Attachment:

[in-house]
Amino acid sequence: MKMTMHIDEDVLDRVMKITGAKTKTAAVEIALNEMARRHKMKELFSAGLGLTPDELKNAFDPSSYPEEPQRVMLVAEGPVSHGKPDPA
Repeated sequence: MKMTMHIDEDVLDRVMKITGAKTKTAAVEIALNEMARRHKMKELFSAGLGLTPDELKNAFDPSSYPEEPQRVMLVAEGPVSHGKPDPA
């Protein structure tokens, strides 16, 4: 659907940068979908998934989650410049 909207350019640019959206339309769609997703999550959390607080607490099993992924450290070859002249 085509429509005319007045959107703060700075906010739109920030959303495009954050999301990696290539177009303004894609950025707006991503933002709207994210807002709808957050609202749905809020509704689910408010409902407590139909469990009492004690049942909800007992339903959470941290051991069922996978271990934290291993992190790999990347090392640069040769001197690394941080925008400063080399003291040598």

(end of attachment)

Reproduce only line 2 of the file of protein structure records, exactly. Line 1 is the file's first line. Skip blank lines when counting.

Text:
Amino acid sequence: MKMTMHIDEDVLDRVMKITGAKTKTAAVEIALNEMARRHKMKELFSAGLGLTPDELKNAFDPSSYPEEPQRVMLVAEGPVSHGKPDPA